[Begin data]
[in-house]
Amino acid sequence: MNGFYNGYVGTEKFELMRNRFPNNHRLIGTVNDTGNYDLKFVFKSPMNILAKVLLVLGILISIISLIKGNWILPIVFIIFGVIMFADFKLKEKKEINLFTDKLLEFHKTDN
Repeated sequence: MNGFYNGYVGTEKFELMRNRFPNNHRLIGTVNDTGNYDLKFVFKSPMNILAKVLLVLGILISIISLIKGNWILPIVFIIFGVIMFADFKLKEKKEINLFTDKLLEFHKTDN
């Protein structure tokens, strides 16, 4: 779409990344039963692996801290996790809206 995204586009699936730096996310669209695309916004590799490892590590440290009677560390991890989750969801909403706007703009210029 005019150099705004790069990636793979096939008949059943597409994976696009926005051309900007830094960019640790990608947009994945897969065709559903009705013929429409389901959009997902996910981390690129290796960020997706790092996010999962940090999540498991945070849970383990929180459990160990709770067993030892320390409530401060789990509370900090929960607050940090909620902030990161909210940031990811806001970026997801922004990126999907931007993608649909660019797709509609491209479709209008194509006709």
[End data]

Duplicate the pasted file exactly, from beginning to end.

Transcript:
[in-house]
Amino acid sequence: MNGFYNGYVGTEKFELMRNRFPNNHRLIGTVNDTGNYDLKFVFKSPMNILAKVLLVLGILISIISLIKGNWILPIVFIIFGVIMFADFKLKEKKEINLFTDKLLEFHKTDN
Repeated sequence: MNGFYNGYVGTEKFELMRNRFPNNHRLIGTVNDTGNYDLKFVFKSPMNILAKVLLVLGILISIISLIKGNWILPIVFIIFGVIMFADFKLKEKKEINLFTDKLLEFHKTDN
């Protein structure tokens, strides 16, 4: 779409990344039963692996801290996790809206 995204586009699936730096996310669209695309916004590799490892590590440290009677560390991890989750969801909403706007703009210029 005019150099705004790069990636793979096939008949059943597409994976696009926005051309900007830094960019640790990608947009994945897969065709559903009705013929429409389901959009997902996910981390690129290796960020997706790092996010999962940090999540498991945070849970383990929180459990160990709770067993030892320390409530401060789990509370900090929960607050940090909620902030990161909210940031990811806001970026997801922004990126999907931007993608649909660019797709509609491209479709209008194509006709």